I was 6 years old when me and my brother were put into care. It was a difficult time. I say that I remember waving goodbye through the back of the car but really I remember turning around, sitting up straight and telling myself to be strong. I was very lucky to have stayed with my brother throughout care and later through our adoption when I was 10 and he was 8 years old.
I remember murmurs of how lucky we were to be adopted together but don't specifically recall any real possibility of us being split up, I think this would have been too traumatic for either of us but that doesn't mean there weren't discussions surrounding the topic.
The earliest period of adoption was definitely easier because he was there, having been through everything together we could tell each other anything and it was important to me that he had settled in. I wouldn't have agreed to the adoption if he wasn't happy. Thankfully we both were.
We both settled in in completely different ways, I was a very quiet individual; constantly trying to blend into the background while he was far angrier than me and so it meant that in order to settle we both had different things to work through; and with the help and support of our adoptive parents, Children and Adolescent Mental Health Services (CAMHS) and more importantly each other, we managed it. Though it was easier being just us two with our adopted parents. I remember the day very clearly; we were in a courtroom surrounded by our social worker, the judge, our parents and many other important people. We both agreed that after spending two years with our parents we felt safety, security and we wanted to be adopted by them. My brother was the happiest I have ever seen him, inviting the judge over for chocolate cake after - and naturally that meant the world to me.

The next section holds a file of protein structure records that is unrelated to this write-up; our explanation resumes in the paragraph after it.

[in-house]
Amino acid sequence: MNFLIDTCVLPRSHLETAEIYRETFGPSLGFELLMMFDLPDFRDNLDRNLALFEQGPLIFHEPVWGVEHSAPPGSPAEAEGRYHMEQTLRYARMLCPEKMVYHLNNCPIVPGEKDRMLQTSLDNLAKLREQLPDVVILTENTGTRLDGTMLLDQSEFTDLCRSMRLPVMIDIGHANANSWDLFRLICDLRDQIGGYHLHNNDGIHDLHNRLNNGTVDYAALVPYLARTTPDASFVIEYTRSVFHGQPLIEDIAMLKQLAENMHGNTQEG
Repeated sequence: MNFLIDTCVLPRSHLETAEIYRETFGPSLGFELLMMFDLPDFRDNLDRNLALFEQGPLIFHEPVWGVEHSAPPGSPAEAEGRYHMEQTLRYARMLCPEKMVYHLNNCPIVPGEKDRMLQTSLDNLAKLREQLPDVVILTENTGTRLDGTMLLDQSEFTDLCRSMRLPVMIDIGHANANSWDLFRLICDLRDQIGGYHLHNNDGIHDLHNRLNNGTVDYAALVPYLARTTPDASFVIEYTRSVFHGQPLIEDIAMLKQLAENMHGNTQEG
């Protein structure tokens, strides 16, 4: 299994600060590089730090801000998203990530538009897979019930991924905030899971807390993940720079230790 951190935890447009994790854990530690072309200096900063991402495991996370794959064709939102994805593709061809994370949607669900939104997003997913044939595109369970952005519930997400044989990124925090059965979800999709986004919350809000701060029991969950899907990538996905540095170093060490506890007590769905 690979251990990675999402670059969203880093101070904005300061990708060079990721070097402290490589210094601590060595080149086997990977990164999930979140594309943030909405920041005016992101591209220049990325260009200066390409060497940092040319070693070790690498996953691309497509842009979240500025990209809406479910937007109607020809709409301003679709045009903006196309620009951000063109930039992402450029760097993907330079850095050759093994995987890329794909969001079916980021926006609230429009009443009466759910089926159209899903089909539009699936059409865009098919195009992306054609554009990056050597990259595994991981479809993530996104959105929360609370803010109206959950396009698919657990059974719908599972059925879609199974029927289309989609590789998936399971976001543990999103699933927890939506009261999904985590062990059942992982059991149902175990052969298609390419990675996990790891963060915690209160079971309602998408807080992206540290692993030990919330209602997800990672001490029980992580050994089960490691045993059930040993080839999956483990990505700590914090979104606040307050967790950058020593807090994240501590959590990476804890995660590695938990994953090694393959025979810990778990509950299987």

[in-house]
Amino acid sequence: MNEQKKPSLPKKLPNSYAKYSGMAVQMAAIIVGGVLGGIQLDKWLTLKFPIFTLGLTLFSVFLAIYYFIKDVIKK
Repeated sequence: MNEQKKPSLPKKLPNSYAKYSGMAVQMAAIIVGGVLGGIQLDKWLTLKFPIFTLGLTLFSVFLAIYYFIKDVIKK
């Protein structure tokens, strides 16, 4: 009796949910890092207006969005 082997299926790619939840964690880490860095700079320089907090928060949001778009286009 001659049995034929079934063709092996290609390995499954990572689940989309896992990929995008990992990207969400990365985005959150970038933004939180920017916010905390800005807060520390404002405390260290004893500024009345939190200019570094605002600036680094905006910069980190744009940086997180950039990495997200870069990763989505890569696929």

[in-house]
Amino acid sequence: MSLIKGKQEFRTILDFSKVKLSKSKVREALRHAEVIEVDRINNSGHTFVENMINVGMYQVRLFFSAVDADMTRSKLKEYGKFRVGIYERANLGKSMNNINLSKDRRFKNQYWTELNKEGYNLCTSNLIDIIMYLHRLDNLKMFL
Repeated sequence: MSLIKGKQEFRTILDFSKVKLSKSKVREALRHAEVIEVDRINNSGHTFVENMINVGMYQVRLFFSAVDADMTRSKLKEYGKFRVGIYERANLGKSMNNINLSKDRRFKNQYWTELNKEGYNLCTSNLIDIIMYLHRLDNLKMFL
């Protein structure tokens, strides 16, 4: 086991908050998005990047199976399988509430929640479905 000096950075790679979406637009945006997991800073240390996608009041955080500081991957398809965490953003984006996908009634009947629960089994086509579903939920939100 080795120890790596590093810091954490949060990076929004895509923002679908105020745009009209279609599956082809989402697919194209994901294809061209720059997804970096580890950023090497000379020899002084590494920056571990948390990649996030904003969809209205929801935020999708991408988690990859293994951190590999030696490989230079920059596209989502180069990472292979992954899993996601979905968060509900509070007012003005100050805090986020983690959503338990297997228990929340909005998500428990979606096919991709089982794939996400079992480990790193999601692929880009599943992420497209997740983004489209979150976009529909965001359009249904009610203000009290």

It is well known that I looked to my brother in a similar way a mother might their child but if it wasn't for him I would have had a lot less to fight for. He was and still is my shoulder to cry on and so much more support than I could have received from anyone else. Once we were adopted, things calmed down and began to feel more normal but there is not a day that goes by I don't check up on him.
The greatest thing about my brother is his heart. He is so kind and thoughtful, constantly supporting me no matter what. The hardest thing is that now I have an interest in finding our birth parent and he doesn't. As you can imagine having gone through so much together it makes it difficult that he doesn't want or need the closure I do. That being said, he still asks how it's going and still does everything he can to make me smile.
Now I am 21 years old and we have been adopted for 13 years and I really want to emphasise to those who are in a similar situation that it is so important to cherish every second you get with your sibling. Hopefully you won't be separated but it is possible and no one is a better friend or bigger support than the person who is going through it all by your side.
Finally, for those looking to adopt; remember we are two very similar but also different people who may need different types of support. However, I urge you not to discard siblings or think that it will simply be too much. We are a strong team and I guarantee our love and memories will make you understand just how rewarding it can be with twice the amount of love. We are forever grateful to our parents for sharing their love with us and for giving us our best possible chance in life.
Sophie is a member of the Coram Adoptables, a peer network for adopted young people. Find out more at coram.org.uk/supporting-young-people/adoptables.